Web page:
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Given an infinite square well, it doesn't matter how thick the wall is, the particle is trapped inside the two walls. If we make the wall of arbitrarily small but finite thickness, the particle is still trapped inside the wall, i.e. it is not possible to find the particle outside of the potential well:

However, if we take a limit of the thickness of the wall to zero, the potential effectively becomes a double Dirac delta distribution. And for this scenario, the derivative of the wavefunction will be discontinuous at the two points of infinite potential:

What is the qualitative difference between finite and infinitesimal thickness of the wall that results in whether the particle is trapped within the walls or leak outside of the walls?

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  • $\begingroup$ Interesting question. My guess is that infinite well with finite thickness is made up of infinitely many Dirac delta potential, each of them is separated by an infinitesimally small distance. (Not sure if this can help) $\endgroup$ – K_inverse Jan 11 at 8:46
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Well, one has to be precise when discussing an infinitely tall & infinitesimal thick wall. The order of limits matters. E.g.

  1. If the wall is modelled as $$V(x)~=~\left\{\begin{array}{ccc} \infty &{\rm for}& x~=~0\cr\cr 0 &{\rm for}& x~\neq~0\end{array}\right\}~=~\lim_{\varepsilon\to 0^{+}}V_{\varepsilon}(x),\tag{1a}$$ where $$V_{\varepsilon}(x)~=~\frac{1}{\varepsilon}\delta_{x,0},\tag{1b}$$ and where $\delta_{x,0}$ is the Kronecker delta, then the potential is zero almost everywhere: $$V(x)~=~0\text{ a.e.}\tag{1c}$$ Therefore the Lebesgue measure (and the particle) can not detect the wall in the first place. In other words, there effectively is no wall.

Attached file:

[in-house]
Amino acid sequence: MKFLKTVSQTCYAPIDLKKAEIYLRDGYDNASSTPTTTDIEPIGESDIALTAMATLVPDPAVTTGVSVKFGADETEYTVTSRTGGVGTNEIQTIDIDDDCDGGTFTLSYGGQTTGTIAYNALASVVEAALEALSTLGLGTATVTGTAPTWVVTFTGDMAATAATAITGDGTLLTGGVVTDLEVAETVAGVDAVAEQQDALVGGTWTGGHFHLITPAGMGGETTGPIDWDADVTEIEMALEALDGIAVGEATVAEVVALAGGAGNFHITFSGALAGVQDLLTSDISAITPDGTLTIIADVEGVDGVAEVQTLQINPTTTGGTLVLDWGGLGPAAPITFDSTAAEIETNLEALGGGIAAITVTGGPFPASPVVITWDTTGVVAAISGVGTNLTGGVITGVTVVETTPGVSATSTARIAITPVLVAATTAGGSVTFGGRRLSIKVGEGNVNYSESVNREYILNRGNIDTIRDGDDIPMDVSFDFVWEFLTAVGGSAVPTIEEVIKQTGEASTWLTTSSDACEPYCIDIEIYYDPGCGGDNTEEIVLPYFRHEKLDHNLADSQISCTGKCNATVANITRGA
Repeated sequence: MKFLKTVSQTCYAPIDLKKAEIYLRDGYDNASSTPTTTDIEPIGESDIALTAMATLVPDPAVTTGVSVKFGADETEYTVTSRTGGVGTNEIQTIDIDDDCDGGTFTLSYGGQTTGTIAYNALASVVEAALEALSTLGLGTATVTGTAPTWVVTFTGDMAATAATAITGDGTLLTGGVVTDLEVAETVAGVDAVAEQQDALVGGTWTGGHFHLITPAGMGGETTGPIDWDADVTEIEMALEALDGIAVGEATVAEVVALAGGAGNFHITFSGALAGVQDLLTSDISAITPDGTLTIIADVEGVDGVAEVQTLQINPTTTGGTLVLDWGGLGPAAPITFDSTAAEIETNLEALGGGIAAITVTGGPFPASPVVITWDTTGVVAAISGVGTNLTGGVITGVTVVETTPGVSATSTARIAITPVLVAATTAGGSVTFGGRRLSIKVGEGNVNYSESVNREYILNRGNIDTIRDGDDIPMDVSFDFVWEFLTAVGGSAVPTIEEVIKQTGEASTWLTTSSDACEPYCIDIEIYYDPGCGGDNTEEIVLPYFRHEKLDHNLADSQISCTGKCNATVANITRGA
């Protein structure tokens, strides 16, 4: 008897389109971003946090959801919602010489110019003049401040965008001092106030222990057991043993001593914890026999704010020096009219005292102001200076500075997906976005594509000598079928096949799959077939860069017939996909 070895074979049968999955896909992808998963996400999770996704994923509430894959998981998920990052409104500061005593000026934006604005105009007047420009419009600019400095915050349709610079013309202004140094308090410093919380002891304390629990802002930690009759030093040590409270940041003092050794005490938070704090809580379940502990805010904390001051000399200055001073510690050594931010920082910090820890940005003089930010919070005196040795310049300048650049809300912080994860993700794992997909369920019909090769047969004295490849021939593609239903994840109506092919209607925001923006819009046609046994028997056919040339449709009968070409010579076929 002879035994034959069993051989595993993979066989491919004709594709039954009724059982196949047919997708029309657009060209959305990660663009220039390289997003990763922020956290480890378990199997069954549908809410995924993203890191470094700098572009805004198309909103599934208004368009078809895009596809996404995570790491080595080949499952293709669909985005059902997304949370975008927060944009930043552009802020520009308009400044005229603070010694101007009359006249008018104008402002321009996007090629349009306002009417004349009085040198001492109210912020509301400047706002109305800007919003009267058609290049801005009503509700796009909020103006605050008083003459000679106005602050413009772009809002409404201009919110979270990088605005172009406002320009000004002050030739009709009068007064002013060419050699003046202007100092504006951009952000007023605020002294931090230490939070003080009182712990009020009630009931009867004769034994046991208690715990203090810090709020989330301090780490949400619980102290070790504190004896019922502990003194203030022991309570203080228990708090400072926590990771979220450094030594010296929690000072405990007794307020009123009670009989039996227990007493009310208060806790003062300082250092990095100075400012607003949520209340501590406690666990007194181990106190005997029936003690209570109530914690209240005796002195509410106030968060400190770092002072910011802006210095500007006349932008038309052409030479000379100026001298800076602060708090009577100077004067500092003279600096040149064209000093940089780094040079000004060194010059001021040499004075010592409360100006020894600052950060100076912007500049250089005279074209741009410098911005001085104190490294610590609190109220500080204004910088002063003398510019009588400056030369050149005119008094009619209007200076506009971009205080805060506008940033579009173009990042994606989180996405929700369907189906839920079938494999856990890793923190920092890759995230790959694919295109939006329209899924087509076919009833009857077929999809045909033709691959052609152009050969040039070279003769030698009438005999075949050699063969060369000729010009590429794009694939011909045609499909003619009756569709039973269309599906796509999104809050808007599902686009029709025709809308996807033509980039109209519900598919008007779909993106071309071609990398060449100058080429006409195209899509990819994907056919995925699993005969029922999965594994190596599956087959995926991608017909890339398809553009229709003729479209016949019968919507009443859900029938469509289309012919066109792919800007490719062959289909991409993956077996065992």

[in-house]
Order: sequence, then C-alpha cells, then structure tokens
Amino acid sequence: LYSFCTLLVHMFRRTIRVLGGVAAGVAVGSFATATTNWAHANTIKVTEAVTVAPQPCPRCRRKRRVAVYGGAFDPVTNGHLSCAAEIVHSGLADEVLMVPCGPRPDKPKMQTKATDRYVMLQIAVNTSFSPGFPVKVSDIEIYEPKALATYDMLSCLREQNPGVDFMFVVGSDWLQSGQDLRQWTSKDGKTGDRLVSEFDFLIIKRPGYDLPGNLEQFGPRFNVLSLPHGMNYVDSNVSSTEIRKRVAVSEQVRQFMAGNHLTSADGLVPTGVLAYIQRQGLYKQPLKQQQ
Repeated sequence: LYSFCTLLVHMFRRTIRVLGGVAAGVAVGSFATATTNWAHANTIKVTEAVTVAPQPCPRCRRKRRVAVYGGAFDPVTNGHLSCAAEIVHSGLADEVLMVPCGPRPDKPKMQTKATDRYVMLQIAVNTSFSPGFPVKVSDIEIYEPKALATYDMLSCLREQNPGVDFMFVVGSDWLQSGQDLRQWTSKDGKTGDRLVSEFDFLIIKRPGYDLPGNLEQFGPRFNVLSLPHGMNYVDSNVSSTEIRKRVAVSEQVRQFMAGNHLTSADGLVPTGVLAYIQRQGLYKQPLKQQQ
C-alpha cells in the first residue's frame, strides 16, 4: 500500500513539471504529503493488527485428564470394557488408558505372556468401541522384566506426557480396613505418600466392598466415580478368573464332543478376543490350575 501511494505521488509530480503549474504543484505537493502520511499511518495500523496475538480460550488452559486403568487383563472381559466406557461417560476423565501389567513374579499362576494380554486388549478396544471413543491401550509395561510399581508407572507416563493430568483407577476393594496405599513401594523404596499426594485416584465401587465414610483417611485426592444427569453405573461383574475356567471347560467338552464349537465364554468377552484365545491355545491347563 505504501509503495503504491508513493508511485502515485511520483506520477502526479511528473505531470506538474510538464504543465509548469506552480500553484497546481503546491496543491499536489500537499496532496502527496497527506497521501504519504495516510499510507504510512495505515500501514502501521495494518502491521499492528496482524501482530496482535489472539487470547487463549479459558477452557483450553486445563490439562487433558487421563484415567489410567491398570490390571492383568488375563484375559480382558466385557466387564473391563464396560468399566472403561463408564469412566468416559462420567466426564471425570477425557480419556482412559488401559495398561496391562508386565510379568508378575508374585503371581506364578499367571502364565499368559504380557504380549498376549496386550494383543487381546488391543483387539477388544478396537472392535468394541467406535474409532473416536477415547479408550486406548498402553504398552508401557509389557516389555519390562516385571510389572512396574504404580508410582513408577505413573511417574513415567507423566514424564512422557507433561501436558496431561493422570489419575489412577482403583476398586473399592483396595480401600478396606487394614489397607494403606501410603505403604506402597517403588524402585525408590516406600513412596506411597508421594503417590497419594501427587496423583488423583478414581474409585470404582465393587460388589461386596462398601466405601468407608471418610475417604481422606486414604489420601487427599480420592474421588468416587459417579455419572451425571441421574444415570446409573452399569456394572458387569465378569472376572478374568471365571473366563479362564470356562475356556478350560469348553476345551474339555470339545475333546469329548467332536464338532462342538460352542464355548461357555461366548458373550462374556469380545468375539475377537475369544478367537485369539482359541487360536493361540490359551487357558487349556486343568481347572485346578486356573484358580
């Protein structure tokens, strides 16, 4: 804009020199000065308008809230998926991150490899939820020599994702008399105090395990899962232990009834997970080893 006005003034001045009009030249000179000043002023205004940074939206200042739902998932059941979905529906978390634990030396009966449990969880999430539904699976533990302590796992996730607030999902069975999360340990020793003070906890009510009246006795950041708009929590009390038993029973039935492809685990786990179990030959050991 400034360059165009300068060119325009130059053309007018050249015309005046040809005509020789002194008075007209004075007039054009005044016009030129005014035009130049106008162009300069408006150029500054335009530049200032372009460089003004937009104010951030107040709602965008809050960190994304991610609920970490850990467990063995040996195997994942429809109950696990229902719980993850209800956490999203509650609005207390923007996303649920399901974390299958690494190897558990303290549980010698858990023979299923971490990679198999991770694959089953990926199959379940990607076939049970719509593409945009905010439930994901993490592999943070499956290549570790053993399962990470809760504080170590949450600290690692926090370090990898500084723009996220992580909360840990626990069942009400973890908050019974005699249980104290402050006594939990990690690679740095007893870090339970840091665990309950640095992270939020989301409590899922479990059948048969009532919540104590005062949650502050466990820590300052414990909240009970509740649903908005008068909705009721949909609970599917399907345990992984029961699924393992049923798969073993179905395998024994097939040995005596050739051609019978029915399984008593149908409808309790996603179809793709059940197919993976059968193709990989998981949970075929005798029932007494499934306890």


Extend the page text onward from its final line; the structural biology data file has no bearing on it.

2. If the wall is modelled by the Dirac delta distribution $$V(x)~=~A \delta(x),\qquad 0<A<\infty,\tag{2a}$$ which is a distribution/generalized function, then $$V(x)~=~\lim_{\varepsilon\to 0^{+}}V_{\varepsilon}(x)\tag{2b}$$ is a limit of a finite rectangular wall $$V_{\varepsilon}(x)~=~\frac{A}{\varepsilon} \theta(|x|\!-\!\varepsilon/2),\tag{2c}$$ with height $\frac{A}{\varepsilon}$ and thickness $\varepsilon$, i.e. with a fixed area $A$. Here $\theta$ is the Heaviside step function. Then quantum tunnelling through the wall is possible.

  3. If the infinitesimal thick wall $$V(x)~=~\lim_{\varepsilon\to 0^{+}}V_{\varepsilon}(x)\tag{3a}$$ is a limit of an infinitely tall wall $$V_{\varepsilon}(x)~=~\left\{\begin{array}{ccc} \infty &{\rm for}& |x|~<~\varepsilon/2,\cr\cr 0 &{\rm for}& |x|~>~\varepsilon/2,\end{array}\right. \tag{3b}$$ then there is no quantum tunnelling.

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  • $\begingroup$ Nice nice nice nice nice ............ - ∞ $\endgroup$ – debo.stackoverflow Jan 11 at 13:10
  • $\begingroup$ Graphically, is the first example you gave equivalent to $V(0)=\infty$ and $V(x)=0 \:\forall x\neq 0$? $\endgroup$ – Leo L. Jan 11 at 15:52
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    $\begingroup$ $\uparrow$ Yes. $\endgroup$ – Qmechanic Jan 11 at 17:43
  • $\begingroup$ Then, I am still confused as to the difference between the potential of the 1st scenario and of the 2nd scenario. Are they different kinds of "infinity" at $x=0$? Also, does a particle in the first potential behaves as a free particle? $\endgroup$ – Leo L. Jan 11 at 22:22
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    $\begingroup$ I updated the answer. $\endgroup$ – Qmechanic Jan 11 at 23:05

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